Broadband internet expansion for two PA communities delayed thanks to 5G conspiracy theorists

Aerial Perspective Over Downtown City Center York Pennsylvania at Sunset. (Photo: Chris Boswell / Getty Images)

By Sean Kitchen

March 1, 2024

Residents in York City and Hanover Township wanted broadband expansion in their communities, but anti-5G conspiracy theorists have delayed the wifi expansion for months.

Conspiracy theorists who believe that 5G internet access causes severe health effects derailed broadband expansion in York City and Hanover Township, according to the York Dispatch.

The York Dispatch originally reported in December that a group of conspiracy theorists were granted a 15-minute meeting with the York County Commissioners and other government and business leaders from the region.

However, that meeting may have violated that state’s Sunshine Act because the meeting wasn’t properly advertised.

“The fact that the call took place creates potential Sunshine Act liability, not the fact that the call wasn’t released,” Melissa Melewsky, a media law counselor with the Pennsylvania News Media Association, told the outlet.

“This was, apparently, a quorum discussion of agency business that took place outside a public meeting. The call is the Sunshine Act issue; releasing the call at a later date would not fix the Sunshine Act problem.”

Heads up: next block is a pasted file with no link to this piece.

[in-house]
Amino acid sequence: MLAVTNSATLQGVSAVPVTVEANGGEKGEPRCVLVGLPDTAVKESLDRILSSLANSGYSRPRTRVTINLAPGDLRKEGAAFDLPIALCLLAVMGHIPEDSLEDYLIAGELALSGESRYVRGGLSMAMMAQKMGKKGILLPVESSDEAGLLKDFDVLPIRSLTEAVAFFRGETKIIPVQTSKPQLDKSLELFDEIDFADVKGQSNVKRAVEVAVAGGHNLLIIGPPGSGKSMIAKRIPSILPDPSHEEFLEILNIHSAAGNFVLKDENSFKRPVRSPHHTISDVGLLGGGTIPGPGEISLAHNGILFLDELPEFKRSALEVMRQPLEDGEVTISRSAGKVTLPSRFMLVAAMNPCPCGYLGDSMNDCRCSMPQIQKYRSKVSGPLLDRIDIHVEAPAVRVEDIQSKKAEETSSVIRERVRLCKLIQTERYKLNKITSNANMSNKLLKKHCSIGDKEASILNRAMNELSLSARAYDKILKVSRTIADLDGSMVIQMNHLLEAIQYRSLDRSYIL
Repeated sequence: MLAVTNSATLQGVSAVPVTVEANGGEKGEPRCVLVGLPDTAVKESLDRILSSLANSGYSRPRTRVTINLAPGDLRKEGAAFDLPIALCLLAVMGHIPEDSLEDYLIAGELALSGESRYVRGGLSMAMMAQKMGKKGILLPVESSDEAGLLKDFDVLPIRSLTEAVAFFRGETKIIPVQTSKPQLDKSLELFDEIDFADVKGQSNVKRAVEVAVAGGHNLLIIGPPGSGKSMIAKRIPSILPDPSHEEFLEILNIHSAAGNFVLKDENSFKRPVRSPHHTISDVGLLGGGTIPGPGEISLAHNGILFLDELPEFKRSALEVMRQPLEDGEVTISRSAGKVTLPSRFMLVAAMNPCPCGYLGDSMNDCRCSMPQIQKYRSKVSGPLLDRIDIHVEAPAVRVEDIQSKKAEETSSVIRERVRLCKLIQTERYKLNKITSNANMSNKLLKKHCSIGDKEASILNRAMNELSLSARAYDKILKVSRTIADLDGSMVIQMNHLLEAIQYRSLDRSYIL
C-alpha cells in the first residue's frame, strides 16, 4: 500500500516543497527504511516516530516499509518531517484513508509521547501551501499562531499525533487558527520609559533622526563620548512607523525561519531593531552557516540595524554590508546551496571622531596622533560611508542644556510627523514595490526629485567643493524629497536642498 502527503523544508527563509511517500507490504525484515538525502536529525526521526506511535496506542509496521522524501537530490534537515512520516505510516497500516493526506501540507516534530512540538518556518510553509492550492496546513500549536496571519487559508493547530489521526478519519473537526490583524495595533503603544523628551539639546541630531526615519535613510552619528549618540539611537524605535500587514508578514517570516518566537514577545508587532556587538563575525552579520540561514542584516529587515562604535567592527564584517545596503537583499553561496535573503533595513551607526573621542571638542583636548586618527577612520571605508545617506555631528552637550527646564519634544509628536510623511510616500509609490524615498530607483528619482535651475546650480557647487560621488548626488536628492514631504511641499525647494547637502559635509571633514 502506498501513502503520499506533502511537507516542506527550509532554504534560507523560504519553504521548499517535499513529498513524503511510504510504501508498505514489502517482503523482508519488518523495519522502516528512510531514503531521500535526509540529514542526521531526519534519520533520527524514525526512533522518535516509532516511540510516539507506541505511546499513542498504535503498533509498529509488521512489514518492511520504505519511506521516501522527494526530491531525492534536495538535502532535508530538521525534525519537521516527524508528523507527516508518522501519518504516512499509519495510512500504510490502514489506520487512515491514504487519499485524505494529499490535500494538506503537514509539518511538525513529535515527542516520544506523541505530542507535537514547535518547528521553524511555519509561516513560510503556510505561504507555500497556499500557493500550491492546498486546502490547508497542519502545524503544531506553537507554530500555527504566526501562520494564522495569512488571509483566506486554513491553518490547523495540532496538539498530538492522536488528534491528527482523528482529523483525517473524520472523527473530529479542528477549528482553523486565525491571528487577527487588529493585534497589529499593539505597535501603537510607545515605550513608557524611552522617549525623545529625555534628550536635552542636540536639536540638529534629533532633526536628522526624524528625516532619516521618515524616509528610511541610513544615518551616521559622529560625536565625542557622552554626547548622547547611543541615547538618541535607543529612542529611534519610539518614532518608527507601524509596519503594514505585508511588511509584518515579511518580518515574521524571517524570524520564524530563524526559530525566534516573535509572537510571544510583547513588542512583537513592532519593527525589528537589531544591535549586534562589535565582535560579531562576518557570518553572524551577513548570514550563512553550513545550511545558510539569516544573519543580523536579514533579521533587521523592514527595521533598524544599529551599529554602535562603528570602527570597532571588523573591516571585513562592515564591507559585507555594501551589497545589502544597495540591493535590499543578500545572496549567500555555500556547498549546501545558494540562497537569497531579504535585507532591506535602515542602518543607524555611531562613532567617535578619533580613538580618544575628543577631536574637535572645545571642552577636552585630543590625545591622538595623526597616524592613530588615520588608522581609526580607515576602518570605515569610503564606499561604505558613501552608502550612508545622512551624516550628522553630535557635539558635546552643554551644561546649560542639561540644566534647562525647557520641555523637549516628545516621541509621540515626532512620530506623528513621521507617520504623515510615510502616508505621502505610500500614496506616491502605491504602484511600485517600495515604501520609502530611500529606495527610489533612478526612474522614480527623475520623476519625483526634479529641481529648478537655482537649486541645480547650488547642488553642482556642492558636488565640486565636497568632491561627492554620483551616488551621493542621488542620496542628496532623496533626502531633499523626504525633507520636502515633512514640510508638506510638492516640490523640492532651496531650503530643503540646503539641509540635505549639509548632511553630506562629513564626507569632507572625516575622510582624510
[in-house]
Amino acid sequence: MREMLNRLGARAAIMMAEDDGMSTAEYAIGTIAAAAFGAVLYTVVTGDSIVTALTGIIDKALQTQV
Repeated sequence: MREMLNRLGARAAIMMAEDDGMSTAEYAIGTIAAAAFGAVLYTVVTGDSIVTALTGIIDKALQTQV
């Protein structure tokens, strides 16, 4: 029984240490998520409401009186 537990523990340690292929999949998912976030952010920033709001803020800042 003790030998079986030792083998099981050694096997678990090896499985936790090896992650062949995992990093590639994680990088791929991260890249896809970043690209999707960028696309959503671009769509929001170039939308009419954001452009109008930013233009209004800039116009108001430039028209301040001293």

The meeting included a short presentation made by the anti-wifi activists and following the presentation York County Commissioner Doug Hoke thanked the conspiracy theorists for this new information.

“I appreciate the information,” Hoke said. “As I said before, this isn’t my area of expertise but it’s interesting to learn about this.”

At one point, Jolie Diane, who gave the anti-5G presentation, was presented with credible evidence from Silas Chamberlain, the county’s expert that wifi from the York Economic Alliance, doesn’t cause adverse health effects. She responded by doubting the validity of science according to the York Dispatch.

“We don’t have to stand for having these outdated guidelines, we can put in something now to protect us,” she said. “Otherwise, we’re going to get more violence, we’re going to get more mental health issues. That’s what is associated with the brain.”

The anti-wifi conspiracy theorists were successful in delaying broadband expansion in York City and Hanover for the foreseeable future. The plan was to place wifi emitters in York and Hanover to reduce barriers according to Chamberlin.

“The idea of the Wi-Fi network was simply to provide base-level service in the area where people face many barriers,” Chamberlain said. “When we did our outreach to stakeholders in the city of York and Hanover and surrounding areas … they were asking for this. This wasn’t something that we came up with in a vacuum.”

Author

  • Sean Kitchen

    Sean Kitchen is the Keystone’s political correspondent, based in Harrisburg. Sean is originally from Philadelphia and spent five years working as a writer and researcher for Pennsylvania Spotlight.

CATEGORIES: INFRASTRUCTURE | POLITICS

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